ie rexas rotier Compauies
Durig the 4exicaH War
HENRY W. BARTON
T HE UNITED STATES ARMY still takes official pride in the
Mexican War; however, that pride is well concentrated
on the achievements of the professional soldiers, espe-
cially the activities of the growing number of graduates of the
United States Military Academy. Their ardor to prove the value
of their schooling and service may be typified by the words which
Captain Philip N. Barbour, of the 3rd United States Infantry
Regiment, entered in his journal on the day after General Zachary
Taylor called on Louisiana and Texas for volunteers.
The General is then going with the remainder of the Army to
Point Isabel for supplies and expects to meet the enemy on his march
there or back. If not, he will march from here on his return to look
for him and drive him back across the Rio Bravo. This must be done
before the arrival of volunteers, or the Army is disgraced.
Two weeks later Taylor's small force of regulars, diluted only by
Samuel H. Walker's little company of Texans, won its victories
against heavy numerical odds at Palo Alto and Resaca de la Palma.
Of the volunteers who came, there was generous admiration in
both official reports and private comments when they fought like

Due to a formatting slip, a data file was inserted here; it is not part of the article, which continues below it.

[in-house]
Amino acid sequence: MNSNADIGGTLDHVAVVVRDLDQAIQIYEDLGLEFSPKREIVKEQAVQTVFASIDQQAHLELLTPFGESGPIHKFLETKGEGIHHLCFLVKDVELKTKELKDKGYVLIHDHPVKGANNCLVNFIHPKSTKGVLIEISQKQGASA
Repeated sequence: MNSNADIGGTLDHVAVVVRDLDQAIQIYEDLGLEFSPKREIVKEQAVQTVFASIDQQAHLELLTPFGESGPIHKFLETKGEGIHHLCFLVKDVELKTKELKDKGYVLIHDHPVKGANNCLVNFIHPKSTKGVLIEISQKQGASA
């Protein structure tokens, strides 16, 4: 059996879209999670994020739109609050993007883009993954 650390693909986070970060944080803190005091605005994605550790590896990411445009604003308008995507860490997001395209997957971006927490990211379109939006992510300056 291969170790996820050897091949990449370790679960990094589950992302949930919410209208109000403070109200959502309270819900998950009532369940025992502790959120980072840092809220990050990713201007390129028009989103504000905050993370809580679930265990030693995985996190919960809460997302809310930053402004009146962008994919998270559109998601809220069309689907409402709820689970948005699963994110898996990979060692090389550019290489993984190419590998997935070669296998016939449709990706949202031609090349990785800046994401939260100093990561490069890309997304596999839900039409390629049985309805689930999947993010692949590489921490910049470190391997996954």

John C. Hays' regiment at Monterey or P. Edward Connor's
company at Buena Vista; when they were in garrison, the story
changed. Of the system by which the volunteers came to be part
of General Taylor's army, there has never been any reason to
feel pride. It seemed to provide an adequate vehicle for any
type of human frailty; exhibiting all the evils of this country's
use of the civilian soldier which General Emory Upton, forty
years later, documented in his study of the military policy of
the United States.
1Rhoda van Bibber Tanner Doubleday (ed.), Journals of the Late Brevet Major
Philip Norbourne Barbour, Captain in the 3d Regiment, United States Infantry,
and His Wife, Martha Isabelle Hopkins Barbour (New York, 1936), 47.
Texas State Historical Association. The Southwestern Historical Quarterly, Volume 66, July 1962 - April, 1963. Austin, Texas. The Portal to Texas History. http://texashistory.unt.edu/ark:/67531/metapth101196/. Accessed July 11, 2014.